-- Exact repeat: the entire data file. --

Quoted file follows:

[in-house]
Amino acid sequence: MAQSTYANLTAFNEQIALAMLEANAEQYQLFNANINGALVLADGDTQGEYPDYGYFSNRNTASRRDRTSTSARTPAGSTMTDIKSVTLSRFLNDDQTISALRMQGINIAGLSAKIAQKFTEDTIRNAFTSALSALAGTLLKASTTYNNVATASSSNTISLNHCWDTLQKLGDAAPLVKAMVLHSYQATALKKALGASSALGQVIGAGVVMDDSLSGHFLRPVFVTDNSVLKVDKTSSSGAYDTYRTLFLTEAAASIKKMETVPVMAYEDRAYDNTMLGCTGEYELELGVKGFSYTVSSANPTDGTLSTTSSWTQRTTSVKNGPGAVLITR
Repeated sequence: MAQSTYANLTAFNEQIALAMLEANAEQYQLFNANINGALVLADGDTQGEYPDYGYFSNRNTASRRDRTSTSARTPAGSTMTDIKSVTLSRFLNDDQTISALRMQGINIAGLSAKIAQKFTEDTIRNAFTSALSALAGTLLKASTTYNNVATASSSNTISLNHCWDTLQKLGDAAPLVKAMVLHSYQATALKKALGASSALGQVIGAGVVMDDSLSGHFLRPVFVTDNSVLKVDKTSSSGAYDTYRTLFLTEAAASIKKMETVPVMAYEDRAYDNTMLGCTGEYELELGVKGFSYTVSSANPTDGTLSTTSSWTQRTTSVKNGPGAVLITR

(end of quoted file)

[in-house]
Amino acid sequence: MAQSTYANLTAFNEQIALAMLEANAEQYQLFNANINGALVLADGDTQGEYPDYGYFSNRNTASRRDRTSTSARTPAGSTMTDIKSVTLSRFLNDDQTISALRMQGINIAGLSAKIAQKFTEDTIRNAFTSALSALAGTLLKASTTYNNVATASSSNTISLNHCWDTLQKLGDAAPLVKAMVLHSYQATALKKALGASSALGQVIGAGVVMDDSLSGHFLRPVFVTDNSVLKVDKTSSSGAYDTYRTLFLTEAAASIKKMETVPVMAYEDRAYDNTMLGCTGEYELELGVKGFSYTVSSANPTDGTLSTTSSWTQRTTSVKNGPGAVLITR
Repeated sequence: MAQSTYANLTAFNEQIALAMLEANAEQYQLFNANINGALVLADGDTQGEYPDYGYFSNRNTASRRDRTSTSARTPAGSTMTDIKSVTLSRFLNDDQTISALRMQGINIAGLSAKIAQKFTEDTIRNAFTSALSALAGTLLKASTTYNNVATASSSNTISLNHCWDTLQKLGDAAPLVKAMVLHSYQATALKKALGASSALGQVIGAGVVMDDSLSGHFLRPVFVTDNSVLKVDKTSSSGAYDTYRTLFLTEAAASIKKMETVPVMAYEDRAYDNTMLGCTGEYELELGVKGFSYTVSSANPTDGTLSTTSSWTQRTTSVKNGPGAVLITR